The Anarchist, David Mamet’s new play lasts barely an hour and a quarter but the author throws so many arguments and ideas at you, that it sets your head spinning. There are only two characters, Cathy (Patti LuPone) and Ann (Debra Winger) who engage in a lengthy discussion and you eventually realize that Cathy is in prison and she is applying for parole to Ann.
If you have any pre-conceived notions about a prison environment or an application for parole, toss them away. In this play you will consider yourself lucky when you figure out what Cathy did and what she is talking about. What’s more, Ann not only follows what she is saying, but she more than keeps up her end of the argument. This may not apply to everyone in the audience. Ann is the warden and she will submit a report and recommendation to the parole board. She is a brilliant woman and all wardens and prison officials will be proud of her even though they don’t understand what she is talking about.
I digress. We eventually figure out that in her youth Cathy was an anarchist and she killed two police officers. She has been convicted of murder and given an indeterminate sentence. Thirty five years later she is applying for parole.
The discussion or perhaps arguments between the two women are wide-ranging and seesaw between them with each getting the upper hand on occasion. Wide-ranging? There is religion, philosophy, psychology, personal relationships, private thoughts, sexual preferences and – that is just a partial list.

Cathy, a Jew, has found redemption in Christ and believes that she deserves to be set free. Her father is dying and she wants to see him. She falls short of accepting responsibility for her murders and all the rest of the sophistic arguments fail to convince Ann to recommend her  release.

Ann is leaving the prison (end of her career or moving to another institution, we don’t know) and even though she can keep up and at times best Cathy at her sophistry, she asks repeatedly one concrete question. Where is your accomplice?

Cathy was not alone when she murdered the officers and she has kept in contact with her accomplice but she refuses to divulge her whereabouts disingenuously protesting ignorance.

The play moves largely on a cerebral level and emotional manipulation is fairly minimal. These women may have barren emotional or sexual lives but we are only allowed brief glances at those areas. There is no emotional climax or even a breakdown in the play.

The intellectual sparring is directed by Mamet himself and LuPone and Winger handle their roles with control and assurance. The set consists of a desk and a conference table of the simplest kind. Cathy is dressed plainly and it does not resemble a prison uniform. Ann wears business attire.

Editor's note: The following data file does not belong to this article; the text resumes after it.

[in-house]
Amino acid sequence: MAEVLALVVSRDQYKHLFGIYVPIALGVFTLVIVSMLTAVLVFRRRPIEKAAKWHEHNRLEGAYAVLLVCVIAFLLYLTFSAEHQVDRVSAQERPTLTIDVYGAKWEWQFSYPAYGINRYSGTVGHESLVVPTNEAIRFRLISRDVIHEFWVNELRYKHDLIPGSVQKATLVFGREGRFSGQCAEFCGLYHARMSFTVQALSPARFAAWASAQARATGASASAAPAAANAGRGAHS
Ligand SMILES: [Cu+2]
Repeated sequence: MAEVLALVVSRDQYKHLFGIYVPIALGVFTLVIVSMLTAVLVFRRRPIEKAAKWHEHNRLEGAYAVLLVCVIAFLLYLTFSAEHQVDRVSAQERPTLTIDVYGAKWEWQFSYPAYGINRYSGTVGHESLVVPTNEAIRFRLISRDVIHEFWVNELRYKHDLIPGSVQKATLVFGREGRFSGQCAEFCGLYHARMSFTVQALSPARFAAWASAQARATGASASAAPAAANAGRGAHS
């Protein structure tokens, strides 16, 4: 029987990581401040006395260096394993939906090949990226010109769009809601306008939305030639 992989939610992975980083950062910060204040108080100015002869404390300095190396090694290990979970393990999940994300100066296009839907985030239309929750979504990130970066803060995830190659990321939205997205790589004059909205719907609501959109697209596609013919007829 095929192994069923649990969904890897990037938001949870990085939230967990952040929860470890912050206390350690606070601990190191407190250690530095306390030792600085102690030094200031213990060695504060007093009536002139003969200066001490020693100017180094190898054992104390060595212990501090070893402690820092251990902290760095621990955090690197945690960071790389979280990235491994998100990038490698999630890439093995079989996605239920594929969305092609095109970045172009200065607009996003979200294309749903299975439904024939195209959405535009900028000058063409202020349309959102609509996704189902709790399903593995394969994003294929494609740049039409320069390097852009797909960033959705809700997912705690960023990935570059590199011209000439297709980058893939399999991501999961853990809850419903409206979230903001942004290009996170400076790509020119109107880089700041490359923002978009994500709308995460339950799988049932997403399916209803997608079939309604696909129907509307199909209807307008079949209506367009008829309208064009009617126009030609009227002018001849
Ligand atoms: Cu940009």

The anarchist meets the state and complains about the power of the state as she tries to convince or cajole its representative into releasing her. We are not aware what she was rebelling against and was prepared to and in fact committed murder for her cause. The state says we have punished you but your accomplice got away with murder. Where is she? You may have found Christ, philosophy, charity and grace but the state has more mundane interests like justice.

Despite fine performances by the two actors, the play is unconvincing despite and perhaps because of all its intellectual paraphernalia. I would ot dare to give Mamet any advice on playwriting or directing but I can be helpful to anarchists and would-be murderers. If you decide to adopt Cathy’s unique method of expressing your disagreement with the social order, you are better off to do it in Canada. Here you will be eligible for parole after a mere 25 years of leisure as Her Majesty’s guest and we do not have capital punishment.

The Anarchist by David Mamet opened on December 2, 2012 and continues at the John Golden Theatre, 254 West 45th St., New York, N.Y.  

Tuesday, December 4, 2012


Reviewed by James Karas

Something strange is happening at the fabled Royal Alexandra Theatre in Toronto. The auditorium is completely empty and a performance is taking place. No, this is not a theatrical disaster. The audience is on the stage and they are watching some bravura acting that is almost as rare as the Royal Alex being empty.

The play is Terminus by Mark O’Rowe produced by a theatre company called Outside the March. The programme cover says Off-Mirvish and The Second Stage Series without any explanation but I am sure they mean something.

The “play” consists of several monologues, dramatic poetry recitations, really, by three actors who are simply referred to as “A”, “B” and “C” in the programme. They are Maev Beaty, Ava Jane Markus and Adam Kenneth Wilson.

During the ninety minutes of the play, each actor is confined to a small space, faces the audience and recites rhyming couplets in a highly musical Irish lilt. The poetry is accompanied with some gestures and dramatic and sometimes comic vocal modulations that are quite exceptional.

The play takes place in Dublin and the stories that they actors tell range from the bizarre to the more bizarre. They are not always easy to follow and the acoustics of the Royal Alex stage seemed to be against them. There were times when I found myself listening to the music of the poetry rather than the actual words.

The idea of listening to rhyming couplets for ninety minutes may sound like a monotonous bore but the three actors involved have a poetic sense to deliver the lines without making them sound repetitious. That is no small achievement.

Wilson’s character stands out as the goriest. He is a homicidal maniac who gives graphic descriptions of sexual perversions and sadistic murders. The man sells his soul to the devil in a Faustian deal in exchange for women; someone fall off a crane and there is blood and disgusting acts everywhere. The whole thing takes place during one night in Dublin. As I said not everything is clear, the script does tend to fade but the outstanding acting by Beaty, Markus and Wilson never falters.

Mitchell Cushman directs the production, which is designed by Nick Blais. This production originally opened at Toronto’s Summer Works Festival in August 2012.

Terminus is not a completely easy take for those who go to the Royal Alex without any preparation. Outside the March theatre company does its best to be unhelpful. There is a couple gushing notes by the director and actor/producer Ava Jane Markus but there very little useful information at all. In the equally useless Who’s Who in the programme, they do not bother to give any information about the author or provide some information about the play. To be fair, their website does fill in some of the gaps.

Too bad.


Terminus by Mark O’Rowe opened on November 21 and will run until December 9, 2012 at the Royal Alexandra Theatre, 260 King St. W. Toronto, Ont.